President Bush has signed "an executive order banning cruel treatment of terrorism suspects during interrogation", says the BBC.
Considering torture is already against the law — several laws in fact — this new order does little if any for helping America's tarnished image caused by its "war on terror". The administration will likely continue to turn a blind eye against operations deemed questionable in the area of human rights and will use this latest order as something to fall back on: 'the president has said he does not condone torture, he even made an executive order against it, so this case of "torture" is surely the case of a few bad apples'. Is this executive order, or EO, in fact a sort of admission that the White House has allowed torture to go on unabated? Probably not. But it has been known to use techniques and talk about them openly that it does not consider torture, but everyone else does, like waterboarding.
The damage is already done, and this latest cop-out by the Bush administration (see below) won't really alter the fact that the United States not only looks bad to the world, but will continue to act poorly, even when supposedly championing human rights, in the name of fighting terrorism. Innocents and terrorists alike will continue to be taken, detained, and treated unacceptably. The executive order still gives much authority for discretion to the relevant authorities to define which interrogation tactics are deemed "safe".
Here's what Marty Lederman over at Balkinization had to say about Bush's executive order on CIA torture:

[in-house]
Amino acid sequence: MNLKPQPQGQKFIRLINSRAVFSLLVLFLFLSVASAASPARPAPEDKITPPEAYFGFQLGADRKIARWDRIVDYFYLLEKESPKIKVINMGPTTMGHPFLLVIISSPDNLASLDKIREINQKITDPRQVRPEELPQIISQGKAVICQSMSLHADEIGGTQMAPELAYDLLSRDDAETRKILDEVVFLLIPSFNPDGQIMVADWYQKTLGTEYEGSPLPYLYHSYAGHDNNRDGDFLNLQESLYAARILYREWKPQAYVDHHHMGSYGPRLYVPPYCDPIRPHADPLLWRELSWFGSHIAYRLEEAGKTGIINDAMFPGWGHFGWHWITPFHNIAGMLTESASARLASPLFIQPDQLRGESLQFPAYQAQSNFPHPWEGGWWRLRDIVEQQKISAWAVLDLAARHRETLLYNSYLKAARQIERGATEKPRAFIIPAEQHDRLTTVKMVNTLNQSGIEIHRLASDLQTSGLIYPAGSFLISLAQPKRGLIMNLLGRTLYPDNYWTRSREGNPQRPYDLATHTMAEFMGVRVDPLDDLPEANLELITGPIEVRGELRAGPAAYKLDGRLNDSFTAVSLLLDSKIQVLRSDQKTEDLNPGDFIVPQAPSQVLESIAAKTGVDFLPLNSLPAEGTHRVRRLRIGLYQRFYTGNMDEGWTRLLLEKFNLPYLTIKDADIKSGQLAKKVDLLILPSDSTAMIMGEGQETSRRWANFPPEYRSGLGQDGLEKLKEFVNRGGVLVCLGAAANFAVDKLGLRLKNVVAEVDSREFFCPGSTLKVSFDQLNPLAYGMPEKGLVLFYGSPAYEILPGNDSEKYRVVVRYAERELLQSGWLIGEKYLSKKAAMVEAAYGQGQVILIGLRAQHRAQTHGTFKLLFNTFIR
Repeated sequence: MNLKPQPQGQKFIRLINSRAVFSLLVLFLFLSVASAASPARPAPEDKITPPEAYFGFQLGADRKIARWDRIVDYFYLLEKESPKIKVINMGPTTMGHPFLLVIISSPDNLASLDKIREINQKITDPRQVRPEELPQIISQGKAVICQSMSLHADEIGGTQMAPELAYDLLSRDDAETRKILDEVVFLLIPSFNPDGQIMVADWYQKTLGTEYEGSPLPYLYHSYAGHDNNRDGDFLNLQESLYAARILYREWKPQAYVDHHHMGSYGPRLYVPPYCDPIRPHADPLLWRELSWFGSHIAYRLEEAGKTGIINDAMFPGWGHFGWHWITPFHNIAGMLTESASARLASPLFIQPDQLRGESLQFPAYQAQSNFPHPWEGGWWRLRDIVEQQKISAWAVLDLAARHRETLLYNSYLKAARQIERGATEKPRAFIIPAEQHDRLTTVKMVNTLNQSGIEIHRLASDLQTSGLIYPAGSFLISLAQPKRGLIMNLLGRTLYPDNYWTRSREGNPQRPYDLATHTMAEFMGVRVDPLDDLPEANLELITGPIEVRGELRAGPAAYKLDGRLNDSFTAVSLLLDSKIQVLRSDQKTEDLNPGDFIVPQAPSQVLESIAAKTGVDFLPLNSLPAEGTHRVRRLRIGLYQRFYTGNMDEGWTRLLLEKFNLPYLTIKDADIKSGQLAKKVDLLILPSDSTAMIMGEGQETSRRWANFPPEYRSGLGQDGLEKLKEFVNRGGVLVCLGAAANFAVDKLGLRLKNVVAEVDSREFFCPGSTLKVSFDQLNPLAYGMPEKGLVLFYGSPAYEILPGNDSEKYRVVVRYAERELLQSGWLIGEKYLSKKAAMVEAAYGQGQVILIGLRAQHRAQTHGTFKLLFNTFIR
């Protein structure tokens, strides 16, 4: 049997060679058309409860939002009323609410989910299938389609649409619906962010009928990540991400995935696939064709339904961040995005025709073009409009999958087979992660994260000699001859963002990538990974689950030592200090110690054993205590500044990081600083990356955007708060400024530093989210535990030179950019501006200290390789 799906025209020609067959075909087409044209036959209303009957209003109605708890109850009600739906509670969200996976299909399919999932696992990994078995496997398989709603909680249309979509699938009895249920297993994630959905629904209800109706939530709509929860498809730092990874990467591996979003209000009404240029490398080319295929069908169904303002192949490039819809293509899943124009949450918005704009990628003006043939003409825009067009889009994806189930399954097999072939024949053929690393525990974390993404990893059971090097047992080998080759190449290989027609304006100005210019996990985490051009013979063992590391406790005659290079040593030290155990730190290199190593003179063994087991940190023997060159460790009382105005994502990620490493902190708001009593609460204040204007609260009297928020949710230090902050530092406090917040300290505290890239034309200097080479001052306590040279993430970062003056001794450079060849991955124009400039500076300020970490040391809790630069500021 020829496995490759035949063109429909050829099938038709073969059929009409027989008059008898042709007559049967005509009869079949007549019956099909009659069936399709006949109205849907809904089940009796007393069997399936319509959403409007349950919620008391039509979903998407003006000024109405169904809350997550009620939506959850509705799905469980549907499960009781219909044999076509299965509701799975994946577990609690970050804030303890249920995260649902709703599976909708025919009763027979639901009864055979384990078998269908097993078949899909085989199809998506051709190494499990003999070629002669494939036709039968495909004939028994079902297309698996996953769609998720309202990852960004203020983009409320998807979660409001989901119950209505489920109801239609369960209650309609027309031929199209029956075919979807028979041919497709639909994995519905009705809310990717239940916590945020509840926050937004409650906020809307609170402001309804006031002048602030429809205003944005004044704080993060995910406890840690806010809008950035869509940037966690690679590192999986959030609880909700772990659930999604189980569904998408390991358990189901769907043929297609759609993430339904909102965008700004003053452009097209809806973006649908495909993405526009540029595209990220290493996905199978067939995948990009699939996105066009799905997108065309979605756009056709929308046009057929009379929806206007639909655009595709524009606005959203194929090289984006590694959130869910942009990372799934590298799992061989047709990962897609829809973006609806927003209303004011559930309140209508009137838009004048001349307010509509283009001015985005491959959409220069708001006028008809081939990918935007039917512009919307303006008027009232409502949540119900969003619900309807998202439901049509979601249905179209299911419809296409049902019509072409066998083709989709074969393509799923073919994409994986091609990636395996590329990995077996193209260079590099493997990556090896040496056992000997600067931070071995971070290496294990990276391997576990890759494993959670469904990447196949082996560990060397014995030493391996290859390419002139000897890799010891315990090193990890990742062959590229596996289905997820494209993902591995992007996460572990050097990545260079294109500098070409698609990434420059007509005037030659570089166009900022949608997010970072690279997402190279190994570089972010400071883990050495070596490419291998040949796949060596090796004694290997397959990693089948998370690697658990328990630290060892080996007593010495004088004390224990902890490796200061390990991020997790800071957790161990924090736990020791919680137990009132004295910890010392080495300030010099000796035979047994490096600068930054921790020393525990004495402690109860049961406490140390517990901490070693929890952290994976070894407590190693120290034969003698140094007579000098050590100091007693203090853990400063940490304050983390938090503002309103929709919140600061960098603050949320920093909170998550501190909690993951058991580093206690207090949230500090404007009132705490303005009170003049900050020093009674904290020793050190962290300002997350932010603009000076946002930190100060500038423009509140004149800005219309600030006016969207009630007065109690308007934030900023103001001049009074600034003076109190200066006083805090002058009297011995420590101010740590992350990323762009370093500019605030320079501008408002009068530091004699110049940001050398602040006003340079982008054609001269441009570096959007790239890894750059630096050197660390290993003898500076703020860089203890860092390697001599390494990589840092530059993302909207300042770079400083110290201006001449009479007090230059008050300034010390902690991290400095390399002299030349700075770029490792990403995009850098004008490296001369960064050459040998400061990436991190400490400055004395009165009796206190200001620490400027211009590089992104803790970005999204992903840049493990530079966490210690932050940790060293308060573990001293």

The President has finally signed the Executive Order purportedly construing Common Article 3 of the Geneva Conventions, as required by the Military Commissions Act (MCA). It is, in a word, worthless. Last month I surmised that the E.O. would be "very cryptic and uninformative, and that the public will not learn of what techniques our government is using and deeming not to be 'cruel treatment and torture.'"
Just as the details of the Army Field Manual are published and open to public debate, so, too, should be the legal limitations that our government has identified regarding the CIA's analogous activities. As it is, this hide-the-ball lawmaking is supremely cynical, and, after all these years of public debate, an insult to the public and to the Congress. It's not surprising, however.
Later in the post, he points out the flaws as well as the legal questions this order puts into play. If you want to learn more on the matter from someone who knows this topic well, see the above link.
Isn't it time for some public oversight of what is happening at Gitmo and elsewhere? Shouldn't the vagueness end and the 'government of the people' be honest with its people? Not all of that information is or should be 'top secret' and essential to be kept secret for national security purposes. Everyone can see through the hubris, and yet Congress limits itself to symbolic maneuvers when dealing with executive oversight.
By trivializing not only national security but human rights and civil liberties — like the right to privacy and a fair trial — and politicizing what's left, the Bush administration has made a mockery of American political values still weak from the dark ages of the Cold War and the liberty-restricting times preceding it. The Military Commissions Act was a terrible law. What's worse is that only its negative aspects have seen the light of day so far, and nothing seems to be stopping them.